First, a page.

Wednesday, January 22, 2014

Tales From the Vault - A Guest Blog by Kerry

Tales from the Vault is a feature where I bring back some of my favourite posts from the archived blog. All text from the original posts has been left completely unedited; however, where I think context is required it's been added.



To buy myself some more time picking through my favorite old posts, I decided to cheat again for my second installment of this feature and pick a guest blog. Because I really do love this post and was extra sad to have to delete it. So here you have it, no other context required because it's just so good. Welcome (again), Kerry from Transcending CP:

Kerry - age 3

I remember when I first realized that I was different.

I was three years old, doing exercises with my physical therapist while my brothers chased each other, blissfully unaware of cerebral palsy and the struggles that I faced.

As their laughter danced in the air, I turned to my therapist and asked, "Why are you making me do this?"

Her answer pierced me a like a knife and reduced me to tears: "Because you can't run."

~

I wish that I could speak to my devastated three-year-old self somehow...because yes, my therapist was right — my CP did rob me of the ability to run — but she failed to realize that oftentimes our greatest challenges are also our greatest teachers.

My CP has taught me that we are so much more than our bodies. Some people look at me and all they see is a stumble, a clumsy gait. They stare, then avert their eyes suddenly, and I see the pity flash in their eyes.

Truly, though, I pity them because they don't see the real me, the girl with fierce determination, a quiet sense of humor, and a deep desire to make the world a better place.

~

CP has also shown me that humanity on the whole is beautiful.

I saw this in my fourth grade classmates when we were jumping rope in physical education class. I can't really jump, so I was about to sit against the wall to watch.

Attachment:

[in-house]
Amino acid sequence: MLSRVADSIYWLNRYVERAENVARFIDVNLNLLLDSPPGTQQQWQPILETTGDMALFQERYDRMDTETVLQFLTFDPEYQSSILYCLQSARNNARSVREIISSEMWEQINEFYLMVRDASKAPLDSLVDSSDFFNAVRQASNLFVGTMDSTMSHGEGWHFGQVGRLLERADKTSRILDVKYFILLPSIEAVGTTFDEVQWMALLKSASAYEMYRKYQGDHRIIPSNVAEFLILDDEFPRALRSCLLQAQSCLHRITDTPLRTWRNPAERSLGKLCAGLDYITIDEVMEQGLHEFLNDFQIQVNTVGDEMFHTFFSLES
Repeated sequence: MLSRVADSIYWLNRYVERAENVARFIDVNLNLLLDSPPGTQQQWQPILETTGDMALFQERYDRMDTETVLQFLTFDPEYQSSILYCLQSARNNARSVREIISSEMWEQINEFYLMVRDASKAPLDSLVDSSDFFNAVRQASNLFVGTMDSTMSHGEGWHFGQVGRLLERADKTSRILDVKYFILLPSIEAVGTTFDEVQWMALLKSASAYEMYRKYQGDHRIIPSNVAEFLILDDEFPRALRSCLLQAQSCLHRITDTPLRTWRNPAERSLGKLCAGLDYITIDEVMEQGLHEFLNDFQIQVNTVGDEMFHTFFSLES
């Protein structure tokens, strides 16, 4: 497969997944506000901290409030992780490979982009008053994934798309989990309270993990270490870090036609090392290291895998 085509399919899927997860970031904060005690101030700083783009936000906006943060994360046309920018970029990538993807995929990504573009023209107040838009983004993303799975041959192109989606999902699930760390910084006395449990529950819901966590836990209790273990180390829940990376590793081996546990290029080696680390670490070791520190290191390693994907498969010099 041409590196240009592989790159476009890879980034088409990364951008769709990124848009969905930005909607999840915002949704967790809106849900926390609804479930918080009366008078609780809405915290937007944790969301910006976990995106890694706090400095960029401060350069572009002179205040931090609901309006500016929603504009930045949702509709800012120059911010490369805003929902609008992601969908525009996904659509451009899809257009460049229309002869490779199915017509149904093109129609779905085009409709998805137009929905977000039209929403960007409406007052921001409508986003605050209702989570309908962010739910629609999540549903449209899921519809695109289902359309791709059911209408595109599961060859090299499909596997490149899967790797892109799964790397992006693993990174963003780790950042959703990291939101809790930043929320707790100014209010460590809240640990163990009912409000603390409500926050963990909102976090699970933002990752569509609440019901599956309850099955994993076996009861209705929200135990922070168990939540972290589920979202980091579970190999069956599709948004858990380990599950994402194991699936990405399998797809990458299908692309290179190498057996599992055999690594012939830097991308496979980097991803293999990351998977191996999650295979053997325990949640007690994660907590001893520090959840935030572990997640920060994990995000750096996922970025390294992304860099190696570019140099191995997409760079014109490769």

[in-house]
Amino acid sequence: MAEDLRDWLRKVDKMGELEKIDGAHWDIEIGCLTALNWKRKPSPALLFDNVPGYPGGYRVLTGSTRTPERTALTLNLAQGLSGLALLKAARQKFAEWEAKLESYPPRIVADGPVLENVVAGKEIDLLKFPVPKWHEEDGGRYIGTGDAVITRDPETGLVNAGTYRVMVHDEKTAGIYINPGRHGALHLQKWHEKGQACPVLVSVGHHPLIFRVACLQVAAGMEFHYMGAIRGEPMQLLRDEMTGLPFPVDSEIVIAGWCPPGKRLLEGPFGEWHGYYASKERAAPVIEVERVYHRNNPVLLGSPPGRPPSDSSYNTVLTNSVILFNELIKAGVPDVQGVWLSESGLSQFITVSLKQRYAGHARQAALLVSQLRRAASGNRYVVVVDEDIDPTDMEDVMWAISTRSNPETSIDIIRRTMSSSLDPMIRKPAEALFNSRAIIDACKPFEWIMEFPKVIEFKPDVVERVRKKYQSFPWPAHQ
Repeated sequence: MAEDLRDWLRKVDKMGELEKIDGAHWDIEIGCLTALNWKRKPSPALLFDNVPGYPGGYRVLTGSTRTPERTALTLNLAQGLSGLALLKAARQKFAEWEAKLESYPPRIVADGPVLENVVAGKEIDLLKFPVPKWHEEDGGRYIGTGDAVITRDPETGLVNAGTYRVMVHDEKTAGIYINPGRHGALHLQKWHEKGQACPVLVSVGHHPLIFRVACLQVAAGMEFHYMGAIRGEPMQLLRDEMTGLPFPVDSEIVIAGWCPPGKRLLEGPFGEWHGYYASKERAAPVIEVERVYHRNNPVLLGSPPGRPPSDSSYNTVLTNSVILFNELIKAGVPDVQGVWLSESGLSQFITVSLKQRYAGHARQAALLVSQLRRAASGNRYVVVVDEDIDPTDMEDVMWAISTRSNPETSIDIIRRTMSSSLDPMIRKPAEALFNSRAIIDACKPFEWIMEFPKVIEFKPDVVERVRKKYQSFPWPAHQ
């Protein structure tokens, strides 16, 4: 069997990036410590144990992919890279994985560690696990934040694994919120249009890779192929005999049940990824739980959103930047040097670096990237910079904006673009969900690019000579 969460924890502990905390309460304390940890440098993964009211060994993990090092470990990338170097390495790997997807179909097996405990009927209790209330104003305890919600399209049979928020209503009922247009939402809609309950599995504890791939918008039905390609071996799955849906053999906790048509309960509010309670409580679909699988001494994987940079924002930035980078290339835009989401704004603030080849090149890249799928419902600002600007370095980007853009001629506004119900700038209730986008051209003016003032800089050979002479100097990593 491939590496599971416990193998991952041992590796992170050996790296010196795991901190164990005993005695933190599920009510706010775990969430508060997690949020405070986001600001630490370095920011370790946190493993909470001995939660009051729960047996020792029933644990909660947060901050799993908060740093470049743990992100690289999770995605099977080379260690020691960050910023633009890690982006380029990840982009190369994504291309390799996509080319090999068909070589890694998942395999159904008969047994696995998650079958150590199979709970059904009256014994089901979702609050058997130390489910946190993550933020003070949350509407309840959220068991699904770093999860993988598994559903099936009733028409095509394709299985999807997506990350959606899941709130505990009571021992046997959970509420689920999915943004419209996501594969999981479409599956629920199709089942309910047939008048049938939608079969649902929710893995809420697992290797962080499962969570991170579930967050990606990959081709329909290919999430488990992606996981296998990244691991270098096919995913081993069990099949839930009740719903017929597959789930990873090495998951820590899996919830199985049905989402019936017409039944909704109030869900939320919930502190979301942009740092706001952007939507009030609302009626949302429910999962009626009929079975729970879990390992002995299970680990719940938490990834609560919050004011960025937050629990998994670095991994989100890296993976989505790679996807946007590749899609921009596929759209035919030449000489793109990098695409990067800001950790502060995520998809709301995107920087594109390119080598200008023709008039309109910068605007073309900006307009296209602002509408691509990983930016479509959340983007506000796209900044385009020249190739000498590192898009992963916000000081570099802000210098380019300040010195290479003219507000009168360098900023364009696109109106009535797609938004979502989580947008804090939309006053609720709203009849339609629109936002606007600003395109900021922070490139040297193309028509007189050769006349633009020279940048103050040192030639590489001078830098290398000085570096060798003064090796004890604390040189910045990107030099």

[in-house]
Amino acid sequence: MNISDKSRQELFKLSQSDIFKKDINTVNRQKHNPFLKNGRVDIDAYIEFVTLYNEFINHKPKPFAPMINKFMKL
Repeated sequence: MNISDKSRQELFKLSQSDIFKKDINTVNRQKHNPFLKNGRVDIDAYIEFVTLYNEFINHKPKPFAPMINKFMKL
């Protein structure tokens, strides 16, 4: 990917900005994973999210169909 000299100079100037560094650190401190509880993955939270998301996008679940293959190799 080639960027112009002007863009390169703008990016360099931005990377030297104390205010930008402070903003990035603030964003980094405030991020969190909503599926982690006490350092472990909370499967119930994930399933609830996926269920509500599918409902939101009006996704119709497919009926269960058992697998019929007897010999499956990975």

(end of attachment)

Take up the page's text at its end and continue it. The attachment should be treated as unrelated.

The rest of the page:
That's when someone took my hand and showed me that they could swing the rope low enough so that I could step over it. Just like that, swinging the rope slowly and deliberately, they counted my steps.

To them, my differences made no difference.

~

And so what I wish I could tell my three-year-old self, what I'd like to say to anyone new to the world of CP, is this:

There will be days when you'll want to fall to your knees and cry, days when you will want to shout, "Why me?," days when you will wish that you could just shut your eyes and pray away all of the heartache that comes with disability.

And yet somehow you will see that there is beauty within that heartache. You will find yourself celebrating bits of life that other people take for granted. Most of all, though, with your eyes unclouded by pity, you will discover that life — not in spite of CP, but with CP — is nothing short of incredible.

1 comment:

  1. Aww, thank you so much for posting this again, Tracey! This was such a wonderful surprise...you made my day! You are such a talented writer, and it was an honor to guest post for you! xoxo

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